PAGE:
To keep peace in a client’s home, can a veterinarian and veterinary team massage the truth about what really happened to a pet? Euthanasia, accidents and marijuana play big parts in this month’s ethical dilemma.
In the latest installment of "Old School, New School," we ask the question: Where's the line between appropriately righteous indignation about pet owners' choices and getting really judgy about those choices? Dr. Codger and Dr. Greenskin seem to differ. Where do you fall?
Every pet and client have a story, and you become a part of their story the minute they enter your practice. Here’s a closer look at narrative medicine—a fast-growing medical field with the goal of understanding the stories of those around you—and how it can help your patients, your clients and even you.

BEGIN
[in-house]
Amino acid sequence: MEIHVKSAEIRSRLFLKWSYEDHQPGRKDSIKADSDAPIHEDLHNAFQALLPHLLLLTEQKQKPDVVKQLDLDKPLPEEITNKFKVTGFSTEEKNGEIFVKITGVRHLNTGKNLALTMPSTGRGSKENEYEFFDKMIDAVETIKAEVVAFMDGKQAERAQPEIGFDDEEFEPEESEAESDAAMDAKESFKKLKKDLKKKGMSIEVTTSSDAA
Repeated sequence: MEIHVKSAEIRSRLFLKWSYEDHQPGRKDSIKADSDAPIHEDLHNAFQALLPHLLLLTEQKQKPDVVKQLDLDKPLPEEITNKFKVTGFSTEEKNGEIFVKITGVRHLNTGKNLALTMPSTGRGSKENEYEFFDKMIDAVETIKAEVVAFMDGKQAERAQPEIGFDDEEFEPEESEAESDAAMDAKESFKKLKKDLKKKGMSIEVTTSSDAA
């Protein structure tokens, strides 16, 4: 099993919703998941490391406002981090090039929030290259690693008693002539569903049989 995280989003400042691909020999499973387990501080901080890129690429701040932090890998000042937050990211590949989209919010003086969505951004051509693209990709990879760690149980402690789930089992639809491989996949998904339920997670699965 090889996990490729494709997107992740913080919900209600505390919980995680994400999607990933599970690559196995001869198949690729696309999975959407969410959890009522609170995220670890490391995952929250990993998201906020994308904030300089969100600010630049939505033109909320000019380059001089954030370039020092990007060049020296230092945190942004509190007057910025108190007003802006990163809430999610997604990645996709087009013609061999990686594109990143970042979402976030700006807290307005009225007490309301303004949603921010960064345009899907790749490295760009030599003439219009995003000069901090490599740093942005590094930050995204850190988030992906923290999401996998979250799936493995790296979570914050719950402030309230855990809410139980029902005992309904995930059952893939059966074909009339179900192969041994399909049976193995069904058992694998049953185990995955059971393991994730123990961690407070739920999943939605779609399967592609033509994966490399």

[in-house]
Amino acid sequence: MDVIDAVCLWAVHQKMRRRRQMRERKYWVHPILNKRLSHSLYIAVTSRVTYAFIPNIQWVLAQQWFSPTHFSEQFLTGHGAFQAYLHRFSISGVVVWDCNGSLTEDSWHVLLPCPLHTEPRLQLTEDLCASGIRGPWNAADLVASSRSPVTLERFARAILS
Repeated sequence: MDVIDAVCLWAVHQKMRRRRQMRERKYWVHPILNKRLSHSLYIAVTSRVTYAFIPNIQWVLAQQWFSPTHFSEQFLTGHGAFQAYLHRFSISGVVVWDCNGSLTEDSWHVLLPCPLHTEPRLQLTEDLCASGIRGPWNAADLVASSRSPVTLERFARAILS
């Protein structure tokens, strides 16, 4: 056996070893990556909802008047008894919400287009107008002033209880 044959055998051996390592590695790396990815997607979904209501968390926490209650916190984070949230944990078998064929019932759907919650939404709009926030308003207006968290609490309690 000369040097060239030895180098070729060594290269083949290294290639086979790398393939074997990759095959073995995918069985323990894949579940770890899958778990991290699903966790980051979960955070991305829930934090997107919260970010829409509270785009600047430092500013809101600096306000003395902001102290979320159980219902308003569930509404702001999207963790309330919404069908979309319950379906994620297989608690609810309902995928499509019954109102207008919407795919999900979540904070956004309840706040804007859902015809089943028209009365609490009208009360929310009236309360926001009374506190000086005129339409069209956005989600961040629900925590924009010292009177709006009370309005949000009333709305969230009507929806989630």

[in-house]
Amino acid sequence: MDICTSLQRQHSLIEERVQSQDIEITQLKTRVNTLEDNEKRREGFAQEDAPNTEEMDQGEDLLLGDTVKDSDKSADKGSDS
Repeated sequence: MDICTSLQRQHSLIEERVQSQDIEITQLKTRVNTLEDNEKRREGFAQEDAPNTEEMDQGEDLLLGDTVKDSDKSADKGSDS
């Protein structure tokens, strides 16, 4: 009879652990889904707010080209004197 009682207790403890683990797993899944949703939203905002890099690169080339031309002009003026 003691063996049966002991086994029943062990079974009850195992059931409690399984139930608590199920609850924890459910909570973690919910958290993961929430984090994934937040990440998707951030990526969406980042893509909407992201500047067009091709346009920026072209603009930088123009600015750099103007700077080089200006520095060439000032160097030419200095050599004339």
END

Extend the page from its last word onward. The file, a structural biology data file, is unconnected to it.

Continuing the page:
If you take emotional responsibility for everyone else's problems, putting their monkeys on your back and in your mind, you'll have a hard time finding room for your own needs at the end of the veterinary workday.
When the client can’t pay, know what to do and say. Expert and Fetch dvm360 conference speaker Danielle Russ, BS, BA, AS, LVT, says that there are silver linings you can give to these bleak situations.
When conflict festers and communication is angry or chilled, patients, clients and team members suffer. If you don’t believe it’s true, you’re in the minority in veterinary practice. Look at the numbers, thoughts from your colleagues in the survey, and insights from our resident emotional intelligence guru Shawn McVey, MSW.